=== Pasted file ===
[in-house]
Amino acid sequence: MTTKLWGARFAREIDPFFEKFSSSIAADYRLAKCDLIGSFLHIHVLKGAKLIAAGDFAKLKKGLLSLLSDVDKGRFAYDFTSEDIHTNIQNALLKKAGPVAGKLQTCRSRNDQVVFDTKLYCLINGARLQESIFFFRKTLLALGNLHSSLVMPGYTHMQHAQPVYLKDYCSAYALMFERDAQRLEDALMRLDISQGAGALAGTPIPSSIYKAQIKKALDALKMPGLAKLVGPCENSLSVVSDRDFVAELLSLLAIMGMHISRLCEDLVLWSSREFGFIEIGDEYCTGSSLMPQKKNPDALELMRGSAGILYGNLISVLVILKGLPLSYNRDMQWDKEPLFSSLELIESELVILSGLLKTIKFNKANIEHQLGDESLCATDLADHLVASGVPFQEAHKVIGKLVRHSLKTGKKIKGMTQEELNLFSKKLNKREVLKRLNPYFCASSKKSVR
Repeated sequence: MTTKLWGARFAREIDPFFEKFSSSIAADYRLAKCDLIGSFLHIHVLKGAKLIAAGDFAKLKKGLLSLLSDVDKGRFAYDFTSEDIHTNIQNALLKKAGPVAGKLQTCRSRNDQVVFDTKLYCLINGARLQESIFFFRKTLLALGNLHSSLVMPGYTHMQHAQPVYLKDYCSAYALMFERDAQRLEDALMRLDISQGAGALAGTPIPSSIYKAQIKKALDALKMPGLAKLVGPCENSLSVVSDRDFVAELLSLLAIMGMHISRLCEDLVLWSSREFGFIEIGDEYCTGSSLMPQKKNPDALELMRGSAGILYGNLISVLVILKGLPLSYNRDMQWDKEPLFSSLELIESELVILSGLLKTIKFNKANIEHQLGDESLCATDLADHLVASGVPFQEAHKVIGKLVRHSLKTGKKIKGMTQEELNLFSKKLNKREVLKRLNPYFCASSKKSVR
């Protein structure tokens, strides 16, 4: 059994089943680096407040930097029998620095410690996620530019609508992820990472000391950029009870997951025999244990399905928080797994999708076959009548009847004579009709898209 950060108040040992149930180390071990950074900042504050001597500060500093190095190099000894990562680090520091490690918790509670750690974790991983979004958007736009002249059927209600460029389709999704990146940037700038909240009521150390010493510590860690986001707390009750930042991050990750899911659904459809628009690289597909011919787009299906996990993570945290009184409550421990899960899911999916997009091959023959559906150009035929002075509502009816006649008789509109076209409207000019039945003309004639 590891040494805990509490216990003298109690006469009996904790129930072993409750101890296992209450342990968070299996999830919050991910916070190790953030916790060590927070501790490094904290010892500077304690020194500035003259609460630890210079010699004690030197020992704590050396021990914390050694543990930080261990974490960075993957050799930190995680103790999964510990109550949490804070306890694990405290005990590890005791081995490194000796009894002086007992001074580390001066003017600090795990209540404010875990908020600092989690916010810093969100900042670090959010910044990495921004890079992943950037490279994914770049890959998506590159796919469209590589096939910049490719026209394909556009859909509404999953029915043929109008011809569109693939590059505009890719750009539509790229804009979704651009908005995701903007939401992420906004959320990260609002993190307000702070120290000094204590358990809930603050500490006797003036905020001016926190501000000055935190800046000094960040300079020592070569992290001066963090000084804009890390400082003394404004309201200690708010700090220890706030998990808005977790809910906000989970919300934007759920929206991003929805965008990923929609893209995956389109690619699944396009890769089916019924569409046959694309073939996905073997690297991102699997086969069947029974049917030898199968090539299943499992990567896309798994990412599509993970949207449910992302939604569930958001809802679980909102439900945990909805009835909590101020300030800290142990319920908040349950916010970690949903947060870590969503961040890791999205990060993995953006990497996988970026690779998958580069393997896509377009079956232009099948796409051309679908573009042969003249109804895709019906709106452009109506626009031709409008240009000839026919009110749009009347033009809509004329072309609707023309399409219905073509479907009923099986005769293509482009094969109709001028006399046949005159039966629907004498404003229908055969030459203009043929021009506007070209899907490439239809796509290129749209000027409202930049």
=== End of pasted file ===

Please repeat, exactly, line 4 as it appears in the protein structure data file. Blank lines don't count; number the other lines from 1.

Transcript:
């Protein structure tokens, strides 16, 4: 059994089943680096407040930097029998620095410690996620530019609508992820990472000391950029009870997951025999244990399905928080797994999708076959009548009847004579009709898209 950060108040040992149930180390071990950074900042504050001597500060500093190095190099000894990562680090520091490690918790509670750690974790991983979004958007736009002249059927209600460029389709999704990146940037700038909240009521150390010493510590860690986001707390009750930042991050990750899911659904459809628009690289597909011919787009299906996990993570945290009184409550421990899960899911999916997009091959023959559906150009035929002075509502009816006649008789509109076209409207000019039945003309004639 590891040494805990509490216990003298109690006469009996904790129930072993409750101890296992209450342990968070299996999830919050991910916070190790953030916790060590927070501790490094904290010892500077304690020194500035003259609460630890210079010699004690030197020992704590050396021990914390050694543990930080261990974490960075993957050799930190995680103790999964510990109550949490804070306890694990405290005990590890005791081995490194000796009894002086007992001074580390001066003017600090795990209540404010875990908020600092989690916010810093969100900042670090959010910044990495921004890079992943950037490279994914770049890959998506590159796919469209590589096939910049490719026209394909556009859909509404999953029915043929109008011809569109693939590059505009890719750009539509790229804009979704651009908005995701903007939401992420906004959320990260609002993190307000702070120290000094204590358990809930603050500490006797003036905020001016926190501000000055935190800046000094960040300079020592070569992290001066963090000084804009890390400082003394404004309201200690708010700090220890706030998990808005977790809910906000989970919300934007759920929206991003929805965008990923929609893209995956389109690619699944396009890769089916019924569409046959694309073939996905073997690297991102699997086969069947029974049917030898199968090539299943499992990567896309798994990412599509993970949207449910992302939604569930958001809802679980909102439900945990909805009835909590101020300030800290142990319920908040349950916010970690949903947060870590969503961040890791999205990060993995953006990497996988970026690779998958580069393997896509377009079956232009099948796409051309679908573009042969003249109804895709019906709106452009109506626009031709409008240009000839026919009110749009009347033009809509004329072309609707023309399409219905073509479907009923099986005769293509482009094969109709001028006399046949005159039966629907004498404003229908055969030459203009043929021009506007070209899907490439239809796509290129749209000027409202930049």